Summary of CEO Succession

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  • Innovative
  • Applicable


Authors Dennis C. Carey and Dayton Ogden present a thorough, insightful guide to choosing a new Chief Executive Officer in this nicely written, concise book. Offering plenty of inside information and real-life corporate examples, the authors explore their ideas without resorting to fluff or to the dry, dull prose that often fills such books. Given their experience helping corporations choose CEOs and other executives, the authors know what they’re talking about and understand the tricky issues involved in putting any advice into practice. Their book delivers what it promises, and given that it can be repetitive, it delivers on some of those promises two or three times (but we’re quibbling, some of those lessons do bear repeating). GetAbstract recommends this book to anyone involved in executive succession and recruitment, especially board members (read it now, before you ditch your CEO, not after).

About the Authors

Dennis C. Carey specializes in the recruitment of CEOs and corporate directors for major U.S. corporations. He is Vice Chairman of Spencer Stuart, a global executive search firm. He is a co-founder of the Director’s Institute at the Wharton School, University of Pennsylvania. Dayton Ogden is co-chairman of Spencer Stuart and has previously served as the firm’s CEO and Chairman of the Strategy Committee.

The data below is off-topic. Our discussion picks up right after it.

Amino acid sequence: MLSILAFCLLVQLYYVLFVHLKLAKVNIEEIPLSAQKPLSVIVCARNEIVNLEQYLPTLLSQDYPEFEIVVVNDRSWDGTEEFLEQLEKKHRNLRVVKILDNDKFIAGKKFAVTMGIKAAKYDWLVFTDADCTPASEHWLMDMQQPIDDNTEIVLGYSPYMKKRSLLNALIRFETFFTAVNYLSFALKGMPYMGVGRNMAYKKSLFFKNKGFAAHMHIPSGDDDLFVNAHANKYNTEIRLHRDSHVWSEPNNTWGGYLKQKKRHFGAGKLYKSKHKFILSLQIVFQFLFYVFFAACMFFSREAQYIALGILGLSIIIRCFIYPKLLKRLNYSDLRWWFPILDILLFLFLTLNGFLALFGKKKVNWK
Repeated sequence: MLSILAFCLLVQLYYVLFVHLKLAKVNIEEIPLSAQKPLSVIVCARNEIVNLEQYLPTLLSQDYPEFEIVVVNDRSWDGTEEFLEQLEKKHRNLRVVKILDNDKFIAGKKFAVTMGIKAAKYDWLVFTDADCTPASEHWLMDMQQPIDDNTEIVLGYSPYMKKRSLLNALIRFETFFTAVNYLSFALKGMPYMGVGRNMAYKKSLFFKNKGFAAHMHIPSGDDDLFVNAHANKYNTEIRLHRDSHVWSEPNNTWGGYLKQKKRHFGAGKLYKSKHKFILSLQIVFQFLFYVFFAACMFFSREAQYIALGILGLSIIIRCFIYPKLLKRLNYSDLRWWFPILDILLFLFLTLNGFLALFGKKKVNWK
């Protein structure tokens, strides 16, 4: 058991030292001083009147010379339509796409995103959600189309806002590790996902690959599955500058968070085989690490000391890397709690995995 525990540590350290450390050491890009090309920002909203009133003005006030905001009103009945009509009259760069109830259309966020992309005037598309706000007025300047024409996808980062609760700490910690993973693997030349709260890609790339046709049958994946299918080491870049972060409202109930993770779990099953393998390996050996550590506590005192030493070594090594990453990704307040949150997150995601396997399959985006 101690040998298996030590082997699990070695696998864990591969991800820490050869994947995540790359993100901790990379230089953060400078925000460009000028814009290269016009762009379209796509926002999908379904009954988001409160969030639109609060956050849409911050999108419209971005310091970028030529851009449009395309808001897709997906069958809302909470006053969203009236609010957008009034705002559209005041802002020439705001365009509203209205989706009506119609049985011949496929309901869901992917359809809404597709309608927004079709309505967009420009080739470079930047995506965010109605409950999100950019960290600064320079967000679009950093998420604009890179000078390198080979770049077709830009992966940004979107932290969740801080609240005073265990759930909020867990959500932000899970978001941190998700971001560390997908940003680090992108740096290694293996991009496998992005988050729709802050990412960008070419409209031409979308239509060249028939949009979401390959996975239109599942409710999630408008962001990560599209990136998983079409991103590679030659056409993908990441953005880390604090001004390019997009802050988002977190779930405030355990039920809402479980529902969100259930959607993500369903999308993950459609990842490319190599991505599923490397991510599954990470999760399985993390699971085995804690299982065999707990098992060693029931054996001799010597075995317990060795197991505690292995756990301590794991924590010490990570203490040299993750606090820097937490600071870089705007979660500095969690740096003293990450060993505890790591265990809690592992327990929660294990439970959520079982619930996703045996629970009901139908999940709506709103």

Planning for CEO Succession

CEO succession is both an art and a science. CEOs move on for many reasons, including sudden illness or death, performance problems, a move to another business or retirement. No matter what the reason, your company’s executives and board members must provide a seamless transition of leadership, which means:

  • Establishing and sustaining a reliable succession agenda and timetable.
  • Implementing a self-renewing succession culture that develops leaders at all levels of management.
  • Creating a healthy relationship between the board and CEO that keeps the CEO on track.
  • Benchmarking internal candidates for CEO and other top posts with comparable outside leaders.

Worst-Case Scenario

In March 1996, Richard Swift, the CEO of Foster Wheeler Corp., a $4.5 billion New Jersey-based engineering and construction giant, was invited by then U.S. Secretary of Commerce Ron Brown to accompany him on a trade mission to Bosnia. Unable to make the trip because of prior commitments, Swift asked Robert A. Whitaker, vice president of Foster Wheeler’s Energy Equipment Group and president of Foster Wheeler Energy International...

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